Oct 17, 2019

Central banks could be left behind on digital currencies

Illustration: Eniola Odetunde/Axios

Government leaders and central bankers are spending more time studying digital currencies, but don't look any closer to launching one than they were 6 months or a year ago.

Why it matters: Facebook, by contrast, appears to have a prime-time ready product — its Libra digital currency — and shows every intention of pushing forward, despite the recent abandonment by a quarter of the members of the currency's governing body.

  • The status quo is not an option," Libra co-creator David Marcus said Wednesday at the IMF's fall meeting. "Whether it’s Libra or something else, the world is going to change in a profound way,"

Background: It's been a decade since Bitcoin emerged, threatening to replace traditional money with digital tokens that performed the most important functions of cash but did so outside the control of central banks and other governmental authorities.

  • Ten years later, the adoption of Bitcoin and cryptocurrencies has been inhibited by extreme price volatility and lack of transparency.
  • There is a race underway as private companies and sovereign governments push to develop the infrastructure and the money for the coming cashless society.

The big picture: The Fed and central banks around the world are responsible for overseeing and stabilizing the world’s money supply, but most are at risk of being left behind in this new phase.

  • 1.7 billion people have no access to digital payments, cross-border transactions carry an average transaction cost of 7%, and even sending money within a country is cost-prohibitive for people without bank accounts, Libra's Marcus says.
  • "The poorer you are, the more you’re paying for financial services."

What's happening: While a future without cash may seem distant in the U.S. — where more people write checks than use digital payments and there is a rising demand for dollars — the rest of the world is going there.

  • Countries like Kenya and India are already operating digital currency networks, and the People's Bank of China says it will release a digital currency this year.
  • Estimates show Chinese payment platforms Alipay and WeChat Pay handled $37 trillion in mobile payments last year, Fed governor Lael Brainard said Wednesday at a symposium on digital currencies held by the Peterson Institute for International Economics.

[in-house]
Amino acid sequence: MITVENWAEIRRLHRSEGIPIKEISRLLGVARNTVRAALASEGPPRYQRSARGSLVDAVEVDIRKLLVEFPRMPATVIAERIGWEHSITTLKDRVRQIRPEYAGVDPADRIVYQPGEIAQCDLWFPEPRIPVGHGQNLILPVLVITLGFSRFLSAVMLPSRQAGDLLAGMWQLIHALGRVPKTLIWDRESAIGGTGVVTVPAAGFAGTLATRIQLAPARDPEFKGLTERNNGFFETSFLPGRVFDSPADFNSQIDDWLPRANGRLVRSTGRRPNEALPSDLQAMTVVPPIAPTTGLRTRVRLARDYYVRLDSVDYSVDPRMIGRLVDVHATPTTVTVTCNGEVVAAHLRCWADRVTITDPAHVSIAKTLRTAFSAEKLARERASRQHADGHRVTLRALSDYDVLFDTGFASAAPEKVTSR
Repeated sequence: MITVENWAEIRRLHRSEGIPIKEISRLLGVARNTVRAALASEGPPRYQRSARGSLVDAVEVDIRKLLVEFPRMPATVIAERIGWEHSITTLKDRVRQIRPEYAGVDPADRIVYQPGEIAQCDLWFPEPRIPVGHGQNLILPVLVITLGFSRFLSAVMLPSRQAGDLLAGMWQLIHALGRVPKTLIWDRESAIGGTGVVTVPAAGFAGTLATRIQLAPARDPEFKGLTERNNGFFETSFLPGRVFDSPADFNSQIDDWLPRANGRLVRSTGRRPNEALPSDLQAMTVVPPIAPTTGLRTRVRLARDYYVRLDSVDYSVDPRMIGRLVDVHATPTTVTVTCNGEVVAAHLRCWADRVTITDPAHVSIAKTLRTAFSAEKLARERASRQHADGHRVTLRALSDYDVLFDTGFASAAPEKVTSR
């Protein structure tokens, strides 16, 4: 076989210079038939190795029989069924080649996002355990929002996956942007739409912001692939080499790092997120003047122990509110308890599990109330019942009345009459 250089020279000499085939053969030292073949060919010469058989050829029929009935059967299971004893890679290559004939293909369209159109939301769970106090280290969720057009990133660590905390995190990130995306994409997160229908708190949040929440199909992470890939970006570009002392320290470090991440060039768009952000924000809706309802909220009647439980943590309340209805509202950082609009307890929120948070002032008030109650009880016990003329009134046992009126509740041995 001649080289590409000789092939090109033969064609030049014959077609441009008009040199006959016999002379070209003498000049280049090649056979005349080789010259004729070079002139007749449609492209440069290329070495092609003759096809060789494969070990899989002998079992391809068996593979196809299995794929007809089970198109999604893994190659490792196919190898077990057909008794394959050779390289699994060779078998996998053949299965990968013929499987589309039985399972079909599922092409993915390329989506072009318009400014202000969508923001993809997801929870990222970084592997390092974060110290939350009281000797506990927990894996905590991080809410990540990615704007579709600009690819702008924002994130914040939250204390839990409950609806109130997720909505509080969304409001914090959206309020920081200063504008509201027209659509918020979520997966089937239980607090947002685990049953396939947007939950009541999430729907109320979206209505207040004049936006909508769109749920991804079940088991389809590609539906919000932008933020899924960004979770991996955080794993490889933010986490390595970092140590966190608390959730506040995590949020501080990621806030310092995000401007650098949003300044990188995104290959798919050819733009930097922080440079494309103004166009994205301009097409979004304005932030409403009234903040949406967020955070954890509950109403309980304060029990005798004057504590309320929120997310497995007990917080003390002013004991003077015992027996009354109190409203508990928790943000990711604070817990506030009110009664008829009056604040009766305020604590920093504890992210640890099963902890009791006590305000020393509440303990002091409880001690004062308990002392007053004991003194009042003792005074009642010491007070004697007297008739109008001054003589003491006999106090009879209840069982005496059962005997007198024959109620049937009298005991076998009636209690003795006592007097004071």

Yet the Fed is being "exceptionally cautious" in its possible development of a U.S. digital currency, Brainard, the Fed's leading financial authority — and a former undersecretary at the Treasury Department — told Axios during Wednesday's event.

  • A digital currency would have "profound implications for monetary policy transmission and potentially for financial stability," she said. "All of those things require a lot of careful consideration."

Go deeper

Coronavirus dashboard

Illustration: Aïda Amer/Axios

  1. Global: Total confirmed cases as of 3 a.m. ET: 5,410,228 — Total deaths: 345,105 — Total recoveries — 2,169,005Map.
  2. U.S.: Total confirmed cases as of 3 a.m. ET: 1,643,499 — Total deaths: 97,722 — Total recoveries: 366,736 — Total tested: 14,163,915Map.
  3. World: White House announces travel restrictions on Brazil, coronavirus hotspot in Southern Hemisphere Over 100 coronavirus cases in Germany tied to single day of church services — Boris Johnson backs top aide amid reports that he broke U.K. lockdown while exhibiting symptoms.
  4. Public health: Officials are urging Americans to wear masks headed into Memorial Day weekend Report finds "little evidence" coronavirus under control in most statesHurricanes, wildfires, the flu could strain COVID-19 response
  5. Economy: White House economic adviser Kevin Hassett says it's possible the unemployment rate could still be in double digits by November's election — Public employees brace for layoffs.
  6. Federal government: Trump attacks a Columbia University study that suggests earlier lockdown could have saved 36,000 American lives.
  7. What should I do? Hydroxychloroquine questions answeredTraveling, asthma, dishes, disinfectants and being contagiousMasks, lending books and self-isolatingExercise, laundry, what counts as soap — Pets, moving and personal healthAnswers about the virus from Axios expertsWhat to know about social distancingHow to minimize your risk.
  8. Other resources: CDC on how to avoid the virus, what to do if you get it, the right mask to wear.

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Updated 2 hours ago - Politics & Policy

U.S. coronavirus updates

Data: The Center for Systems Science and Engineering at Johns Hopkins; Map: Andrew Witherspoon/Axios. This graphic includes "probable deaths" that New York City began reporting on April 14.

The CDC is warning of potentially "aggressive rodent behavior" amid a rise in reports of rat activity in several areas, as the animals search further for food while Americans stay home more during the coronavirus pandemic.

By the numbers: More than 97,700 people have died from COVID-19 and over 1.6 million have tested positive in the U.S. Over 366,700 Americans have recovered and more than 14.1 million tests have been conducted.

World coronavirus updates

Data: The Center for Systems Science and Engineering at Johns Hopkins; Map: Axios Visuals

Japan's economy minister outlined plans on Monday to end the nationwide state of emergency as the number of new novel coronavirus cases continues to decline to fewer than 50 a day, per Bloomberg. Japan has reported 16,550 cases and 820 deaths.

By the numbers: Over 5.4 million people have tested positive for the virus as of Monday, and more than 2.1 million have recovered. The U.S. has reported the most cases in the world (over 1.6 million from 13.7 million tests). The U.K. is reporting over 36,800 deaths from the coronavirus — the most fatalities outside the U.S.